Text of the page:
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Majority of Board 11 residents were born outside of U.S.

Health Dept. study finds large number of immigrants

Bensonhurst and Bath Beach are proving to be hospitable places for immigrants, according to an eye-opening study conducted by the New York City Department of Health.

The Community Health Profile for Community Board 11, conducted in 2018 by DOH and released earlier this year, found that 56 percent of the residents living in the Board 11 area were born outside of the U.S.

“I’m surprised the number isn’t higher,” Board 11 Chairperson Bill Guarinello told the Home Reporter. “We have always been a neighborhood with a lot of immigrants, except that years ago, it was mostly Italian immigrants. Over the past 10 years, we have had a huge influx of Asians. We also had a lot of Russians moving in and Eastern Europeans. And we have a lot of Hispanic folks living here. It’s much more of a melting pot now. But I would say the majority of newcomers are Asian.”

Board 11 has a total population of 204,829 and includes Bensonhurst, Bath Beach, Mapleton and parts of Gravesend.

The 56 percent figure represents the highest percentage of foreign-born residents of any community board in Brooklyn, according to the DOH, which put together a community health profile for each of the city’s 59 community boards. There are 18 community boards in Brooklyn.

DOH looked at everything from life expectancy to obesity rates to college graduation rates to the percentage of the population that cools their homes off with air conditioners.

The second highest percentage of immigrants in Brooklyn can be found in Community Board 13, where 53 percent of the population is foreign-born. Board 13 covers Coney Island and Seagate as well as parts of Gravesend and Brighton Beach.

Community Board 6, which covers Park Slope, Carroll Gardens, Cobble Hill, the Columbia Street Waterfront, Gowanus and parts of Red Hook, has the lowest percentage of immigrants, 17 percent.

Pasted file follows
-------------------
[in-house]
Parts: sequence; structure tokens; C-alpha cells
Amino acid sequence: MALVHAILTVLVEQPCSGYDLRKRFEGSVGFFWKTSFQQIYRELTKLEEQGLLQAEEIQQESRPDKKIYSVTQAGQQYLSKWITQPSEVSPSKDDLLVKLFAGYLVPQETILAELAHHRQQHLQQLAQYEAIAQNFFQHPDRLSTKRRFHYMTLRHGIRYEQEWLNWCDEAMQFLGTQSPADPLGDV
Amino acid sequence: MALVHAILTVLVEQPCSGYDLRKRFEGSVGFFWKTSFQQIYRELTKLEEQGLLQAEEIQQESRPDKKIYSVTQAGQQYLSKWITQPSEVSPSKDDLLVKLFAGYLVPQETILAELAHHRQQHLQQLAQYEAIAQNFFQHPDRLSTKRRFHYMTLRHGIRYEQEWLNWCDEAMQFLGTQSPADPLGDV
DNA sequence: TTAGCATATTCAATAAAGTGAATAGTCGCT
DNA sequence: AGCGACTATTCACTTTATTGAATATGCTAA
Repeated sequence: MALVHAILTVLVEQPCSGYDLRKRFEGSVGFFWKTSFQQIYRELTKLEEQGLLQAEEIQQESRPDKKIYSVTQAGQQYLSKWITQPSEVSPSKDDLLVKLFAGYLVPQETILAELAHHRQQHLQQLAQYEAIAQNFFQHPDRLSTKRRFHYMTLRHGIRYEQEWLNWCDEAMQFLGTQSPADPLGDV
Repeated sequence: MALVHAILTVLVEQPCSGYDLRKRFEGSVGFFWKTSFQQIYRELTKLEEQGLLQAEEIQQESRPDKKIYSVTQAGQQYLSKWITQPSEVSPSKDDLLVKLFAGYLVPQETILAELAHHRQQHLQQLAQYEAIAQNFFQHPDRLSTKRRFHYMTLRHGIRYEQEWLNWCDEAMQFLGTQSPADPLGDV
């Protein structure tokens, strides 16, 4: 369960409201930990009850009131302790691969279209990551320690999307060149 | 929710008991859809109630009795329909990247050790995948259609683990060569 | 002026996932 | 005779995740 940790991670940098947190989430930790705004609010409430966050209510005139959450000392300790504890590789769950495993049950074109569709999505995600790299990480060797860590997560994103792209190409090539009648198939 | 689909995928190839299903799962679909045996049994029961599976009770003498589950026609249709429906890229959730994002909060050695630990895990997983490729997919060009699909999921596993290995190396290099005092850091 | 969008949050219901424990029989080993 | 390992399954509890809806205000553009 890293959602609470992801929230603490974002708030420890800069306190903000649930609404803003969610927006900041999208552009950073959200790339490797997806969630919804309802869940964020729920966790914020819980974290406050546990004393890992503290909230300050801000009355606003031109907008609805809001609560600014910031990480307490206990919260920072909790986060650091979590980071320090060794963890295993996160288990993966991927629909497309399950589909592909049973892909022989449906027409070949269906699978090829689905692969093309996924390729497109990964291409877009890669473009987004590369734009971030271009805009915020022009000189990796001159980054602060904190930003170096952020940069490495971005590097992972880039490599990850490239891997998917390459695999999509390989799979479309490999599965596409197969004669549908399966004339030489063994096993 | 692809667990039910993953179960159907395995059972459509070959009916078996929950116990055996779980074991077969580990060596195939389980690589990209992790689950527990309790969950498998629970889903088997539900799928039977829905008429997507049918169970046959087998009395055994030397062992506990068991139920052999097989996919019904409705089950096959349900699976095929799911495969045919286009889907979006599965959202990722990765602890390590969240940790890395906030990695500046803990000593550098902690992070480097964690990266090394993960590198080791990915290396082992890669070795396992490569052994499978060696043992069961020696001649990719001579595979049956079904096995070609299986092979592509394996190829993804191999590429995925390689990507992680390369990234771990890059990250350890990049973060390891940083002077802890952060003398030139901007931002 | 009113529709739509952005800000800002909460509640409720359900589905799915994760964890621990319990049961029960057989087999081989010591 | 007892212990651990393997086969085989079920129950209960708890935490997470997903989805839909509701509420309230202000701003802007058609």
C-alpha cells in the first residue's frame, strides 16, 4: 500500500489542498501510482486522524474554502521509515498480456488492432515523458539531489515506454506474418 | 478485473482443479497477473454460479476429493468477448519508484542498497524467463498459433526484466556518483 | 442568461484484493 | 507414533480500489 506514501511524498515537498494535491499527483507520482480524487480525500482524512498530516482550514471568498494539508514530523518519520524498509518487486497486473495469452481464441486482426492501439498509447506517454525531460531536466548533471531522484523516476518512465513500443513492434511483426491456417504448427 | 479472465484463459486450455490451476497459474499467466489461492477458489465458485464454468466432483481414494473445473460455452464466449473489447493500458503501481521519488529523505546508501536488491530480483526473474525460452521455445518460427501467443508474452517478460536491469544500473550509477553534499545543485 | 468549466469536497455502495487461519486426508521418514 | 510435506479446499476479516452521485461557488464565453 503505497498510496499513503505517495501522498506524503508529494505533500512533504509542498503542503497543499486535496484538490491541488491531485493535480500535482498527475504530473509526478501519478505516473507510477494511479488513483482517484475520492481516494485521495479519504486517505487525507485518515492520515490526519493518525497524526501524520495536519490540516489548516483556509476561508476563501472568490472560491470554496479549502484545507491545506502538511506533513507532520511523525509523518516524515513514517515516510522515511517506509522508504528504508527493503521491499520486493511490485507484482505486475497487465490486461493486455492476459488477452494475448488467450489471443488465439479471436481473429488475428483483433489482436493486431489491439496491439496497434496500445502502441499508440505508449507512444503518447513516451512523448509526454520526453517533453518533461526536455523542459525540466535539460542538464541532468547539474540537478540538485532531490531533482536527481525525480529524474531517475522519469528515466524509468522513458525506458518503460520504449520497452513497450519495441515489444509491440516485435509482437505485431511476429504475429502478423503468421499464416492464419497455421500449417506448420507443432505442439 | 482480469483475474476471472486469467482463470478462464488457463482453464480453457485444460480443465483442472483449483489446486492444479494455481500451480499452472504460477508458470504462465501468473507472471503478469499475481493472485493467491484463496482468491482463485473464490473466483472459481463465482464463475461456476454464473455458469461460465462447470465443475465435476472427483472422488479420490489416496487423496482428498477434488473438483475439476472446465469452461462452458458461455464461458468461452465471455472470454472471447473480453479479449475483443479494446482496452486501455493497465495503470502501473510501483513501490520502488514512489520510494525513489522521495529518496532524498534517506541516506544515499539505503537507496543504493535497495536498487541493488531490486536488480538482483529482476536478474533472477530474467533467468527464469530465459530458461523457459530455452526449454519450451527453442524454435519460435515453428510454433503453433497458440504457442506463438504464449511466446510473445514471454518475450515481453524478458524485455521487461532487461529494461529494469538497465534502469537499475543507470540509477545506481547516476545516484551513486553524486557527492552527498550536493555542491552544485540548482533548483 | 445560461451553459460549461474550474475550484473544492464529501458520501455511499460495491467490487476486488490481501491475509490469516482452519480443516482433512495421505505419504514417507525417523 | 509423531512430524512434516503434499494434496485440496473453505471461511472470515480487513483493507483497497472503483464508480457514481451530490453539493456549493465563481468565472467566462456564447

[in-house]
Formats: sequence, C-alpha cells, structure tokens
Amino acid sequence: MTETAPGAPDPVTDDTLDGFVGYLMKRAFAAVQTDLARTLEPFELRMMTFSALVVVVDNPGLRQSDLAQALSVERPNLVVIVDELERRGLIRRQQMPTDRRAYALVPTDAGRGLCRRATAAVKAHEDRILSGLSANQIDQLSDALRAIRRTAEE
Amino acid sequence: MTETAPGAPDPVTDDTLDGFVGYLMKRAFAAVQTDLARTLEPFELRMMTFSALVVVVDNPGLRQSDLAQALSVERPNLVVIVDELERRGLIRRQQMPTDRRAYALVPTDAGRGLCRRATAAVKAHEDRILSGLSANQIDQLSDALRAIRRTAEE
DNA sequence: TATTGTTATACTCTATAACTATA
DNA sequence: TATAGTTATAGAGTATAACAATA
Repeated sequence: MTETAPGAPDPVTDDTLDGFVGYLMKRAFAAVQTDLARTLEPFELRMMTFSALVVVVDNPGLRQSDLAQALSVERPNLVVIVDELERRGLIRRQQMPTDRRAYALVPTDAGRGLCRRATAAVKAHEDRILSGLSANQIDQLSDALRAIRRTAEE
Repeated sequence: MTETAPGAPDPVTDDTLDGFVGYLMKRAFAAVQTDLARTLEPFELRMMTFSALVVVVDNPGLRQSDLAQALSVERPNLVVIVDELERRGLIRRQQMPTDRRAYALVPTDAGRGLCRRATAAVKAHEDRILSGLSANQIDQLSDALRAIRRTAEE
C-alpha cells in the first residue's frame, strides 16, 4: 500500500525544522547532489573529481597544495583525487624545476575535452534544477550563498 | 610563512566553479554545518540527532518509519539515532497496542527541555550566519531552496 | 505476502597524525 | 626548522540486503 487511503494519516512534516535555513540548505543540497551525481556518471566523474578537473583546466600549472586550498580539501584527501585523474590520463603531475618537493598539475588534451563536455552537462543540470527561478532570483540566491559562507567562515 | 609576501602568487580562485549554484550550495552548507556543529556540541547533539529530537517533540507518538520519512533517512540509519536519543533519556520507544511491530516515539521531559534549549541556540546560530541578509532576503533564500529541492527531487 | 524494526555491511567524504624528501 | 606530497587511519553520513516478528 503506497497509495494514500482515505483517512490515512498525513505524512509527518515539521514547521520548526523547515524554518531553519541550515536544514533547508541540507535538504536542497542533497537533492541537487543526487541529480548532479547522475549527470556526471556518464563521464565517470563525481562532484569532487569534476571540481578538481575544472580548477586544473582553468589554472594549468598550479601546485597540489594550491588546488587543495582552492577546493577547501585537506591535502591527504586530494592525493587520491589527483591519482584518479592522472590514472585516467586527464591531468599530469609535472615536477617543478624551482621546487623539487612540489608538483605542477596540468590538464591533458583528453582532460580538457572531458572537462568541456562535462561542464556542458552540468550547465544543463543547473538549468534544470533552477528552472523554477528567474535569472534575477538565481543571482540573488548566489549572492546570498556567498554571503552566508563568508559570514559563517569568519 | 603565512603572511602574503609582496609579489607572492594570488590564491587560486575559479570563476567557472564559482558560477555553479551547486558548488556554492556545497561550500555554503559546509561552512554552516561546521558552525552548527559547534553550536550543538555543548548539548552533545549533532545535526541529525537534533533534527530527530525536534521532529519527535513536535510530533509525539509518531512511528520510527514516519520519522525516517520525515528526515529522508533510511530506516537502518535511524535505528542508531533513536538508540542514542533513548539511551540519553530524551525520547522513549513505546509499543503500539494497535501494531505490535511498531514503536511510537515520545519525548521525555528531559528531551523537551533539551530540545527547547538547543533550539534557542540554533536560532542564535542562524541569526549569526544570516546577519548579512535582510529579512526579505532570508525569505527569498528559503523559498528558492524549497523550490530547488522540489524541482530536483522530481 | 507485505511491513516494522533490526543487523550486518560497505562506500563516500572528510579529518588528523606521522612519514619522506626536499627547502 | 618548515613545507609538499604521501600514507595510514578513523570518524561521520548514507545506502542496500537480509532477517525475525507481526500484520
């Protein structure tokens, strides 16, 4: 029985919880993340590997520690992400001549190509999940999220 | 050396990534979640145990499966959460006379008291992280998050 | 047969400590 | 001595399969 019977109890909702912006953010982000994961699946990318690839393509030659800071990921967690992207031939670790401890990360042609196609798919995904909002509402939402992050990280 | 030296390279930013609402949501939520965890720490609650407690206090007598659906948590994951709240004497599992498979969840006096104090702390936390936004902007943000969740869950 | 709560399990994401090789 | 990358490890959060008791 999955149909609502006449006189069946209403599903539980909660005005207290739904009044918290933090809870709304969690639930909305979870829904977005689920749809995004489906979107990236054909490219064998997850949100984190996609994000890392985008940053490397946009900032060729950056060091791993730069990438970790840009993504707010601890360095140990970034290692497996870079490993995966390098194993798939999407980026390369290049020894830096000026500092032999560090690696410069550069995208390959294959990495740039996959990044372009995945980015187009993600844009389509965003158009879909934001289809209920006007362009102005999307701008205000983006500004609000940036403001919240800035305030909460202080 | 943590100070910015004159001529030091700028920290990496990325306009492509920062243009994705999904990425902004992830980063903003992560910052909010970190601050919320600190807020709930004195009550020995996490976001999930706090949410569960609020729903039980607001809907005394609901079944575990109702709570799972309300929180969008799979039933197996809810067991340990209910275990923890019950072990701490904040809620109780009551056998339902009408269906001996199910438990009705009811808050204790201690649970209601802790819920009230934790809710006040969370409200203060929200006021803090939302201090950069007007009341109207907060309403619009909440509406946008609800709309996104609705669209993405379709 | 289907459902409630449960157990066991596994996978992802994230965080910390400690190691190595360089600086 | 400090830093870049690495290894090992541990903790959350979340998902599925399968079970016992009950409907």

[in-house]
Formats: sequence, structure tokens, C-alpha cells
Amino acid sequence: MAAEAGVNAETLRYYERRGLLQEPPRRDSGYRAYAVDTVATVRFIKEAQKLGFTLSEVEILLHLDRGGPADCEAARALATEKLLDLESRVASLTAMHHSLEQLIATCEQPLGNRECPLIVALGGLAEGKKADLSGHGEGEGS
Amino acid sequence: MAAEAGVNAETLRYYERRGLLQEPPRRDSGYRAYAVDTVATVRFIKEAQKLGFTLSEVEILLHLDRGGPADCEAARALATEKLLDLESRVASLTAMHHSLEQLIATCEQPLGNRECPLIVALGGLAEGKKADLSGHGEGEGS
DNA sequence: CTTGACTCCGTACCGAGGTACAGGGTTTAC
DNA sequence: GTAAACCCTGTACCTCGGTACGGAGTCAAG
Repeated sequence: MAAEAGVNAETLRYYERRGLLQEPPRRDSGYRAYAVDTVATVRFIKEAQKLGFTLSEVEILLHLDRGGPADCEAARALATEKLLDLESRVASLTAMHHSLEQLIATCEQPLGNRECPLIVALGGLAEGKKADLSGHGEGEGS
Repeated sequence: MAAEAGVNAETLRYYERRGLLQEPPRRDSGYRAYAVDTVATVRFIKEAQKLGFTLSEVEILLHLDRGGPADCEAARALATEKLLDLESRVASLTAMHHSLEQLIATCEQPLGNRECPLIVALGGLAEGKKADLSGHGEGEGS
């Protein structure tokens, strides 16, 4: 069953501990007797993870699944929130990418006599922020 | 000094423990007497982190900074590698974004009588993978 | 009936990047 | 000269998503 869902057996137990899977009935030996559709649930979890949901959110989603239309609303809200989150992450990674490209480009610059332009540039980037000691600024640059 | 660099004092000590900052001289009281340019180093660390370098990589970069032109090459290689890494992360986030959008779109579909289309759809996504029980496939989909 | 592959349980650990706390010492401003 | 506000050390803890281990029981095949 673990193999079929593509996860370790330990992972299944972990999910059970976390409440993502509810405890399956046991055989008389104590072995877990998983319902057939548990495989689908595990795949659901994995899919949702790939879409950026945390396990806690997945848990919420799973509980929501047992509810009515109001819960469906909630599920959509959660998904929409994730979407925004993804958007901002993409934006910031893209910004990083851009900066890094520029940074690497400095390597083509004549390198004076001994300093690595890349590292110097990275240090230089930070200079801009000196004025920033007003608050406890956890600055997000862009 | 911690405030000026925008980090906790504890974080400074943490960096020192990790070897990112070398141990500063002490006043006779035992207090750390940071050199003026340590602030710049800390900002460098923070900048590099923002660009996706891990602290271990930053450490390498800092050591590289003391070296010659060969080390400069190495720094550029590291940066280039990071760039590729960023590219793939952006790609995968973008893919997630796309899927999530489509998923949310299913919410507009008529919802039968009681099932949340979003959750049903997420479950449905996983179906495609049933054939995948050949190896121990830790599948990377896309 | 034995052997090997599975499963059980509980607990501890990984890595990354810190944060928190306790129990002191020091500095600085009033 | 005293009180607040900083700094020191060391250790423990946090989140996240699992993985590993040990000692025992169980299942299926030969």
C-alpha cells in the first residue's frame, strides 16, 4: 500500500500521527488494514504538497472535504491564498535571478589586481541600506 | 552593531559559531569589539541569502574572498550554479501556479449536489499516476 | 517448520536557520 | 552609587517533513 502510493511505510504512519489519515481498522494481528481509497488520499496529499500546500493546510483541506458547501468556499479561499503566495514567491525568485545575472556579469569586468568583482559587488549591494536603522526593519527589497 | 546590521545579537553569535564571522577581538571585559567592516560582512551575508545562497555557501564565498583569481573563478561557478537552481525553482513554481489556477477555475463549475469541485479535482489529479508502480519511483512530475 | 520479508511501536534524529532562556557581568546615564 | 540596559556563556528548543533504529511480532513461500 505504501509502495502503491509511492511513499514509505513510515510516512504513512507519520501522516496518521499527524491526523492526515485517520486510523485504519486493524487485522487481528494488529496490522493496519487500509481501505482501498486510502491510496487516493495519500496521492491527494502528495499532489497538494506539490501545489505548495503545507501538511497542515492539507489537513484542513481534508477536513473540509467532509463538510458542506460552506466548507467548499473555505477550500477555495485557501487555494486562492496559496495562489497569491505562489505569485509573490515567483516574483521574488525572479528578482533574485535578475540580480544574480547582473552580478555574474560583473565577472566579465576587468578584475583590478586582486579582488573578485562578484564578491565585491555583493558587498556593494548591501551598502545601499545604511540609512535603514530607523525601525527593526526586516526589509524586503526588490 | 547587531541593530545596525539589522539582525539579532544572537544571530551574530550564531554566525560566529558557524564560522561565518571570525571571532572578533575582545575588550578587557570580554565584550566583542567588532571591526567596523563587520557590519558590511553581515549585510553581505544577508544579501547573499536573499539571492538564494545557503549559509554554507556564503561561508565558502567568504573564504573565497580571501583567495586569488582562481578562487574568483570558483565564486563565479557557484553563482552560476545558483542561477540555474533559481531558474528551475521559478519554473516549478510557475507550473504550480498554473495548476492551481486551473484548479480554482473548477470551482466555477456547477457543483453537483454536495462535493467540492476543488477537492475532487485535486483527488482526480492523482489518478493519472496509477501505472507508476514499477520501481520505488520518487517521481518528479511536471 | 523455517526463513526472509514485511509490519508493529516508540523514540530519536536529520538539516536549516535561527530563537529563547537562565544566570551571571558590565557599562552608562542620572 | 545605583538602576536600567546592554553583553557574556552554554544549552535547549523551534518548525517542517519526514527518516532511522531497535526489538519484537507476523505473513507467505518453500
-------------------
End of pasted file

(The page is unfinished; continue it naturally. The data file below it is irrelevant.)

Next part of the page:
Ligia Guallpa, executive director of the Worker’s Justice Project, a non-profit organization that helps immigrants, said she was pleased to hear about DOH’s findings for Community Board 11. 

“When the Census was done in 2010, I was disappointed by the result because I felt that it did not truly capture the diversity of Community Board 11. It’s wonderful to see an official city report that truly reflects the diversity in the community. When we’re talking about Bensonhurst, we’re talking about immigrants from all over the world,” she told the Home Reporter.

And there is diversity even within the same ethnic group, according to Guallpa.  “Even within the Latino community, there are different languages spoken, not just Spanish,” she said, listing Mayan as an example.

Recognizing the need to have Board 11 reflect the diversity of the neighborhoods it represents, Guarinello and District Manager Marnee Elias-Pavia have made a concerted effort in recent years to encourage Asians, Latinos and Middle Easterners to apply for membership.

It’s not clear why large numbers of immigrants have chosen to settle in Community Board 11.

“There are probably many reasons,” Guallpa said. “Day laborers came here to work because there was a lot of housing construction going on and there was a demand for labor. They want to live near where they work. People had families who settled here so they moved in, too.”

The Community Health Profile is important because it provides a wealth of information neighborhood officials could use in their dealings with the city, according to Board 11 District Manager Marnee Elias-Pavia. “It’s a fascinating report. We will utilize it,” she told the Home Reporter. “We have a large population of people, but our city services have not kept pace.”

Read the full Community Profile of Community Board 11 here: https://www1.nyc.gov/assets/doh/downloads/pdf/data/2018chp-bk11.pdf


Ebrooklyn media/File photo by Arthur de Gaeta
Italian-Americans are not longer the largest population in Bensonhurst. But traditions like the Santa Rosalia Feast on 18
th Avenue are still going strong.

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